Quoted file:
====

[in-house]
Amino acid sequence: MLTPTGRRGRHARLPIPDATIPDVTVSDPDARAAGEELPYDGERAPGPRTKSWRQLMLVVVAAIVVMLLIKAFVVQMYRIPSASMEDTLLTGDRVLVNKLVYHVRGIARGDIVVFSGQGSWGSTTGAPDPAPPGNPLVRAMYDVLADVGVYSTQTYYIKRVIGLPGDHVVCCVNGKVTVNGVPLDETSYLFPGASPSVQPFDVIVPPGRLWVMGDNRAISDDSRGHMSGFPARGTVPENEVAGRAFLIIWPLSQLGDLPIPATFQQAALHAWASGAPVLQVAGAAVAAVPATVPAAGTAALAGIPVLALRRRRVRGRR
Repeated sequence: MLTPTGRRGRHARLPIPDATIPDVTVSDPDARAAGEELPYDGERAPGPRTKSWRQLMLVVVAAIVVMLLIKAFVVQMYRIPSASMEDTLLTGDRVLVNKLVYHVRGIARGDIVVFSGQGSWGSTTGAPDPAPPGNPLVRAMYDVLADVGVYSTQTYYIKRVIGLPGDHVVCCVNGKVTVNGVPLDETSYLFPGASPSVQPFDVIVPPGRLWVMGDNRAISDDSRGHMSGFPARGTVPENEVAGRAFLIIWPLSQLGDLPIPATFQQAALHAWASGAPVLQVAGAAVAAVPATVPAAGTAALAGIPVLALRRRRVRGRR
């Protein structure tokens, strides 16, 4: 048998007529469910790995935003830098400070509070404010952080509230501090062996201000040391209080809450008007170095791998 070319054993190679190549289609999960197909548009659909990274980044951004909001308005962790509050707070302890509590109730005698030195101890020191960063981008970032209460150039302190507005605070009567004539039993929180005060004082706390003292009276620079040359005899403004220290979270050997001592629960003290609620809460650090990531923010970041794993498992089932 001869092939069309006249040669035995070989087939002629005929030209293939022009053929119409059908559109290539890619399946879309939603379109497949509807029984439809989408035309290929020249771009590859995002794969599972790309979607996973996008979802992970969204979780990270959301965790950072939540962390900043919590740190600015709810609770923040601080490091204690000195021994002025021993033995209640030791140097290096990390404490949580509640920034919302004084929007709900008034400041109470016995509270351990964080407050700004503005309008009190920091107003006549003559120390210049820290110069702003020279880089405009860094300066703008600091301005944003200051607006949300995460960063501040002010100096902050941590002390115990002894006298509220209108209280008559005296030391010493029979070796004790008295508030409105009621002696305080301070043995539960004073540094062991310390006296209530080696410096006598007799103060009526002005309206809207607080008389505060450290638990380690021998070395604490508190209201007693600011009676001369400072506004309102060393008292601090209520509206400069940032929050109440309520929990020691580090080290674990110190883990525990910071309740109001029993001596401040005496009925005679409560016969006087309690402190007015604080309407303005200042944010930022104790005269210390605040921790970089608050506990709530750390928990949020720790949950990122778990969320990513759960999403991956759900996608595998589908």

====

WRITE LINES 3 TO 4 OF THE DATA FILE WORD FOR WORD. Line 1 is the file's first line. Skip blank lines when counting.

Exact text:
Repeated sequence: MLTPTGRRGRHARLPIPDATIPDVTVSDPDARAAGEELPYDGERAPGPRTKSWRQLMLVVVAAIVVMLLIKAFVVQMYRIPSASMEDTLLTGDRVLVNKLVYHVRGIARGDIVVFSGQGSWGSTTGAPDPAPPGNPLVRAMYDVLADVGVYSTQTYYIKRVIGLPGDHVVCCVNGKVTVNGVPLDETSYLFPGASPSVQPFDVIVPPGRLWVMGDNRAISDDSRGHMSGFPARGTVPENEVAGRAFLIIWPLSQLGDLPIPATFQQAALHAWASGAPVLQVAGAAVAAVPATVPAAGTAALAGIPVLALRRRRVRGRR
């Protein structure tokens, strides 16, 4: 048998007529469910790995935003830098400070509070404010952080509230501090062996201000040391209080809450008007170095791998 070319054993190679190549289609999960197909548009659909990274980044951004909001308005962790509050707070302890509590109730005698030195101890020191960063981008970032209460150039302190507005605070009567004539039993929180005060004082706390003292009276620079040359005899403004220290979270050997001592629960003290609620809460650090990531923010970041794993498992089932 001869092939069309006249040669035995070989087939002629005929030209293939022009053929119409059908559109290539890619399946879309939603379109497949509807029984439809989408035309290929020249771009590859995002794969599972790309979607996973996008979802992970969204979780990270959301965790950072939540962390900043919590740190600015709810609770923040601080490091204690000195021994002025021993033995209640030791140097290096990390404490949580509640920034919302004084929007709900008034400041109470016995509270351990964080407050700004503005309008009190920091107003006549003559120390210049820290110069702003020279880089405009860094300066703008600091301005944003200051607006949300995460960063501040002010100096902050941590002390115990002894006298509220209108209280008559005296030391010493029979070796004790008295508030409105009621002696305080301070043995539960004073540094062991310390006296209530080696410096006598007799103060009526002005309206809207607080008389505060450290638990380690021998070395604490508190209201007693600011009676001369400072506004309102060393008292601090209520509206400069940032929050109440309520929990020691580090080290674990110190883990525990910071309740109001029993001596401040005496009925005679409560016969006087309690402190007015604080309407303005200042944010930022104790005269210390605040921790970089608050506990709530750390928990949020720790949950990122778990969320990513759960999403991956759900996608595998589908």